The Lewis Gun

[Lewis: Painter and Writer, by Paul Edwards (New Haven and London: Yale University Press) 584 pp. $75.00]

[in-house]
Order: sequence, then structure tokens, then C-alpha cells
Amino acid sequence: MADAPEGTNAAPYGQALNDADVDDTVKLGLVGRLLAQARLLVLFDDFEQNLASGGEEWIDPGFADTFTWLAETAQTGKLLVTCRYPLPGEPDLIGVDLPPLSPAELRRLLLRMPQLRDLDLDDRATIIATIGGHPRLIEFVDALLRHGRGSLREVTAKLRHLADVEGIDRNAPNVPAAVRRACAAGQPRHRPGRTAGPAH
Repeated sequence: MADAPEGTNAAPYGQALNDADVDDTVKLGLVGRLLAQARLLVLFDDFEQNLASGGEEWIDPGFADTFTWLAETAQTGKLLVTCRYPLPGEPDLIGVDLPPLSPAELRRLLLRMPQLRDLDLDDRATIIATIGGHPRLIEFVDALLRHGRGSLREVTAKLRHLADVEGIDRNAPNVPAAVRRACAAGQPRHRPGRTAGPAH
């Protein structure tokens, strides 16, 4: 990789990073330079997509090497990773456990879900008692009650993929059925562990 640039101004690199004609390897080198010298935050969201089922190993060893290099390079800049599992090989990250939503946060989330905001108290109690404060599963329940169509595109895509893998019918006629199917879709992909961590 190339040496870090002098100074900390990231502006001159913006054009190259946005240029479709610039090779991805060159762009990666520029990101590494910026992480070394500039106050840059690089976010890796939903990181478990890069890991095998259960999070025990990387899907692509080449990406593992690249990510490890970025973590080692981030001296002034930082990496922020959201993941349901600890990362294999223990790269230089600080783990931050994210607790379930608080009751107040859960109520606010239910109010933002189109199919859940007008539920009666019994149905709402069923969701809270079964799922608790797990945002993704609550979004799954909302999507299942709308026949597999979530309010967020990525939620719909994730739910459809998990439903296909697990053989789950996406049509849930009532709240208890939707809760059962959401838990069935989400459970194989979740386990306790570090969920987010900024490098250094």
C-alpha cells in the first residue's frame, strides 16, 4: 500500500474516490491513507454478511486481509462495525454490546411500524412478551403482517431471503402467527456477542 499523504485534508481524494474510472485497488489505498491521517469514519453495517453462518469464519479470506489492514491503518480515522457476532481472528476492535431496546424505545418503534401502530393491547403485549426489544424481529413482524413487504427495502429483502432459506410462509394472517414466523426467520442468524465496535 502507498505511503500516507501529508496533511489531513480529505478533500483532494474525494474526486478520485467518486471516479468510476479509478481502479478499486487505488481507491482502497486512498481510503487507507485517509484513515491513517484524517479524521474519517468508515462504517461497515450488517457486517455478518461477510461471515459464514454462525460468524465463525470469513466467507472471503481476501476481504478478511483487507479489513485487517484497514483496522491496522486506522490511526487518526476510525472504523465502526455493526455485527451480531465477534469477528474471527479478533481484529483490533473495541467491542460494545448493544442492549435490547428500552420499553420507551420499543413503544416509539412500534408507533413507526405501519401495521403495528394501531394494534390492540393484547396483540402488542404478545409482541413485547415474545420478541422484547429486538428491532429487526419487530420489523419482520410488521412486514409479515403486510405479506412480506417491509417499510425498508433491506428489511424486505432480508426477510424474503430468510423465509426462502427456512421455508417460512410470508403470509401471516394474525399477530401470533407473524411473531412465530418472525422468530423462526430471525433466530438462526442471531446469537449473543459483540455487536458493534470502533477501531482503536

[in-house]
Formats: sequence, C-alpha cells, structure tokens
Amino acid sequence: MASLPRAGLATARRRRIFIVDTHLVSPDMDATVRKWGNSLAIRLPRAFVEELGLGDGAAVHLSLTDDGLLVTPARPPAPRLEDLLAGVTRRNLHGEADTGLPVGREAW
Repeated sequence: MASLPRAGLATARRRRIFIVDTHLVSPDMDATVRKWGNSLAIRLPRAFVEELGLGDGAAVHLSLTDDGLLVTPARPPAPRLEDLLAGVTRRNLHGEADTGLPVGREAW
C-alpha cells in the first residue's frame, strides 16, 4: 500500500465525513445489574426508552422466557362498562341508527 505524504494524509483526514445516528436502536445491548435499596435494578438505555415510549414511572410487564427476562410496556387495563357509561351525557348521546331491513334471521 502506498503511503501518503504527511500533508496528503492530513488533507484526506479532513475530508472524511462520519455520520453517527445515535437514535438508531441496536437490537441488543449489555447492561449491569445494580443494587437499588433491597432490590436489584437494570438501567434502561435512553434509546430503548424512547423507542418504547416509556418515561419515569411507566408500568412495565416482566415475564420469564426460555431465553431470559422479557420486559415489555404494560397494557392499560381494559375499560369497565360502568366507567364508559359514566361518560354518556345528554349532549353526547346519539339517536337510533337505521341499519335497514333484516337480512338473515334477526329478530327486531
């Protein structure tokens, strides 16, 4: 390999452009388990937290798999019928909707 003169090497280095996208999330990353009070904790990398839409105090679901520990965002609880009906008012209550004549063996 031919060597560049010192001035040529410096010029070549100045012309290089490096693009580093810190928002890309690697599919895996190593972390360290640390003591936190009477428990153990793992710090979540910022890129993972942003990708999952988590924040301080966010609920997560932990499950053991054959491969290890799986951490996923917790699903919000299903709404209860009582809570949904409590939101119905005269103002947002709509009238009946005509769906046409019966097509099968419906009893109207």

Professor Edwards has set himself to a daunting task in taking on Wyndham Lewis (1882-1957). Lewis the painter is a difficult task for many reasons: first, because he attacked the British art establishment early on, trashing Roger Fry and Bloomsbury and later Kenneth Clark, thereby laying a groundwork of controversy and contempt; second, because his shattered career caused much of his early work to be lost and some of his later work to be less than excellent; and third, on account of the nature of much of that work (sometimes representational, sometimes abstract, but always lacking in obvious appeal and certainly no part of any school except perhaps Lewis's own Vorticism). Edwards has shown Lewis's graphic work to have been driven by his obsession with what we may call the modern metaphysical. In his paintings, we hover over Cartesian vortices, as Melville's Ishmael did. Let me add (as if you could stop me) that Edwards' treatment of Lewis's graphic art is the most persuasive and instructive I have ever seen: well worth the price of admission. The comparison here would be with Walter Michel's authoritative catalogue and Hugh Kenner's essay in Wyndham Lewis: Paintings and Drawings (1971) as well as Richard Cork on Vorticism (1976), but Edwards' analyses seem both superior and needed.


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